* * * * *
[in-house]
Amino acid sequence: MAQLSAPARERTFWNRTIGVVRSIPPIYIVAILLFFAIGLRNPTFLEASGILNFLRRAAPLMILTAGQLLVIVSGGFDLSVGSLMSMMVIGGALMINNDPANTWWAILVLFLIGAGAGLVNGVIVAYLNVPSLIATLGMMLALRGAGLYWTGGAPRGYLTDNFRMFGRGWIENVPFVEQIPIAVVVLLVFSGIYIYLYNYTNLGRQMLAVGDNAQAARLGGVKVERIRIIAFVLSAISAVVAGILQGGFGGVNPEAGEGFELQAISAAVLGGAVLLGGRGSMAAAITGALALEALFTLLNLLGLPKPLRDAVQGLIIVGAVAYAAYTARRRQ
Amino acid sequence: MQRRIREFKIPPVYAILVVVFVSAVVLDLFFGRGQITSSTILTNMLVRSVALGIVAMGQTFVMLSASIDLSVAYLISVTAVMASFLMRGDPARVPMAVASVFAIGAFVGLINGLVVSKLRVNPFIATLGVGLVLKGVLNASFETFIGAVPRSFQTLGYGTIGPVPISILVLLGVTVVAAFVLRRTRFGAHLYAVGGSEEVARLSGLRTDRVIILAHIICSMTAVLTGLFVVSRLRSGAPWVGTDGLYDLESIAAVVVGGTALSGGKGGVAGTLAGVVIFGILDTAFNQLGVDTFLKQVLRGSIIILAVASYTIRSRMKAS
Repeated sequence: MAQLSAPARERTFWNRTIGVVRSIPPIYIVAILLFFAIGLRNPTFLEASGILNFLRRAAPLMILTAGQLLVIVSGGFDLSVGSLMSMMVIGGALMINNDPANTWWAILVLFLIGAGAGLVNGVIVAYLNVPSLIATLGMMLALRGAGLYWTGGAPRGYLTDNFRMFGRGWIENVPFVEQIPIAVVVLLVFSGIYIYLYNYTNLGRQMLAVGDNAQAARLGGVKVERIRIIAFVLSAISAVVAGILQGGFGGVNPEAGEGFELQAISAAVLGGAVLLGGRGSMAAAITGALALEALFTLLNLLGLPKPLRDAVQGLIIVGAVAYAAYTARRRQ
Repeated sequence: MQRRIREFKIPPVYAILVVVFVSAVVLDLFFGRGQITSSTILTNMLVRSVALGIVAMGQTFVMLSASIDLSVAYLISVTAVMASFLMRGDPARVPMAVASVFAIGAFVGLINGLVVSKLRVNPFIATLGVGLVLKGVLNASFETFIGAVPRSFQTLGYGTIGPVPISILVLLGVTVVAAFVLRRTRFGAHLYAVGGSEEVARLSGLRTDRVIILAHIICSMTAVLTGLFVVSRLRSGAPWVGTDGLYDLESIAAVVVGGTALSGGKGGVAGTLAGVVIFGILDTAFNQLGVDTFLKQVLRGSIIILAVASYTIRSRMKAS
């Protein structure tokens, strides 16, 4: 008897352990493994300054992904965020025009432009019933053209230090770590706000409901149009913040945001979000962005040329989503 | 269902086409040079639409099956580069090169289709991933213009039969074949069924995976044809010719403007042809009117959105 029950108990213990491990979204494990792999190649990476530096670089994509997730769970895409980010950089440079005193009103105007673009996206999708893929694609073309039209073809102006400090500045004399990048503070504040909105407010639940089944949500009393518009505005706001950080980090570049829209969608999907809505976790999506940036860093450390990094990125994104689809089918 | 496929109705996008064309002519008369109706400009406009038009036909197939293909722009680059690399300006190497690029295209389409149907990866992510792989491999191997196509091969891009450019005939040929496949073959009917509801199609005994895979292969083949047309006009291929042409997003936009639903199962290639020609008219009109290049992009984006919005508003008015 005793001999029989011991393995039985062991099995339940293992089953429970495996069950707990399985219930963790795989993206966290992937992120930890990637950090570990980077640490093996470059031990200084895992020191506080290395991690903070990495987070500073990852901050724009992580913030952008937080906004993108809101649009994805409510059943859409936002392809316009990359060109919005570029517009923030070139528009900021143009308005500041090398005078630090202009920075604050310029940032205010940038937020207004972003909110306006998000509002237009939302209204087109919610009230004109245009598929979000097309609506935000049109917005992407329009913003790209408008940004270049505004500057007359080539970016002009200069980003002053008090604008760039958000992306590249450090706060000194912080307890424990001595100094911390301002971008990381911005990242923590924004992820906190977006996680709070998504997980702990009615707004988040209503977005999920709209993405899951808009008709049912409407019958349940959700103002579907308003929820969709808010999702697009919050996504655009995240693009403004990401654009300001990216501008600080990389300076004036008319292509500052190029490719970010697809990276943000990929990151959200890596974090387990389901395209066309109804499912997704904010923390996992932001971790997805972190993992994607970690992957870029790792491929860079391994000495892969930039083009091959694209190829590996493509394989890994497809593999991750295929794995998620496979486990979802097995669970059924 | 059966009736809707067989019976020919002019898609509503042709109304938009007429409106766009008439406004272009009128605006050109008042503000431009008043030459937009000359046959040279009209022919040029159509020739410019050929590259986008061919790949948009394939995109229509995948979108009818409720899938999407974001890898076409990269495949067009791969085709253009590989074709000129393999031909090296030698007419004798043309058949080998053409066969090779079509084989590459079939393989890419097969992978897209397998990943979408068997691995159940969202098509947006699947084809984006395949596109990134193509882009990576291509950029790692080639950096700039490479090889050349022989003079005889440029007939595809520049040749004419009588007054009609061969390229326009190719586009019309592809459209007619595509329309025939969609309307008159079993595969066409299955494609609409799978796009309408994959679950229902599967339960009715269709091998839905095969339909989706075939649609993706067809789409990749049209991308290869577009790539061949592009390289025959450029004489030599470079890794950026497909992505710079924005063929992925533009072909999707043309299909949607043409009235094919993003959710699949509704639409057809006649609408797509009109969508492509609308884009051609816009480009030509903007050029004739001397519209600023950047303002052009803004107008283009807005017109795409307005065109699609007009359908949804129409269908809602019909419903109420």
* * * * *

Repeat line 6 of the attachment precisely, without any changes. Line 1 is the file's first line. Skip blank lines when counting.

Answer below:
């Protein structure tokens, strides 16, 4: 008897352990493994300054992904965020025009432009019933053209230090770590706000409901149009913040945001979000962005040329989503 | 269902086409040079639409099956580069090169289709991933213009039969074949069924995976044809010719403007042809009117959105 029950108990213990491990979204494990792999190649990476530096670089994509997730769970895409980010950089440079005193009103105007673009996206999708893929694609073309039209073809102006400090500045004399990048503070504040909105407010639940089944949500009393518009505005706001950080980090570049829209969608999907809505976790999506940036860093450390990094990125994104689809089918 | 496929109705996008064309002519008369109706400009406009038009036909197939293909722009680059690399300006190497690029295209389409149907990866992510792989491999191997196509091969891009450019005939040929496949073959009917509801199609005994895979292969083949047309006009291929042409997003936009639903199962290639020609008219009109290049992009984006919005508003008015 005793001999029989011991393995039985062991099995339940293992089953429970495996069950707990399985219930963790795989993206966290992937992120930890990637950090570990980077640490093996470059031990200084895992020191506080290395991690903070990495987070500073990852901050724009992580913030952008937080906004993108809101649009994805409510059943859409936002392809316009990359060109919005570029517009923030070139528009900021143009308005500041090398005078630090202009920075604050310029940032205010940038937020207004972003909110306006998000509002237009939302209204087109919610009230004109245009598929979000097309609506935000049109917005992407329009913003790209408008940004270049505004500057007359080539970016002009200069980003002053008090604008760039958000992306590249450090706060000194912080307890424990001595100094911390301002971008990381911005990242923590924004992820906190977006996680709070998504997980702990009615707004988040209503977005999920709209993405899951808009008709049912409407019958349940959700103002579907308003929820969709808010999702697009919050996504655009995240693009403004990401654009300001990216501008600080990389300076004036008319292509500052190029490719970010697809990276943000990929990151959200890596974090387990389901395209066309109804499912997704904010923390996992932001971790997805972190993992994607970690992957870029790792491929860079391994000495892969930039083009091959694209190829590996493509394989890994497809593999991750295929794995998620496979486990979802097995669970059924 | 059966009736809707067989019976020919002019898609509503042709109304938009007429409106766009008439406004272009009128605006050109008042503000431009008043030459937009000359046959040279009209022919040029159509020739410019050929590259986008061919790949948009394939995109229509995948979108009818409720899938999407974001890898076409990269495949067009791969085709253009590989074709000129393999031909090296030698007419004798043309058949080998053409066969090779079509084989590459079939393989890419097969992978897209397998990943979408068997691995159940969202098509947006699947084809984006395949596109990134193509882009990576291509950029790692080639950096700039490479090889050349022989003079005889440029007939595809520049040749004419009588007054009609061969390229326009190719586009019309592809459209007619595509329309025939969609309307008159079993595969066409299955494609609409799978796009309408994959679950229902599967339960009715269709091998839905095969339909989706075939649609993706067809789409990749049209991308290869577009790539061949592009390289025959450029004489030599470079890794950026497909992505710079924005063929992925533009072909999707043309299909949607043409009235094919993003959710699949509704639409057809006649609408797509009109969508492509609308884009051609816009480009030509903007050029004739001397519209600023950047303002052009803004107008283009807005017109795409307005065109699609007009359908949804129409269908809602019909419903109420």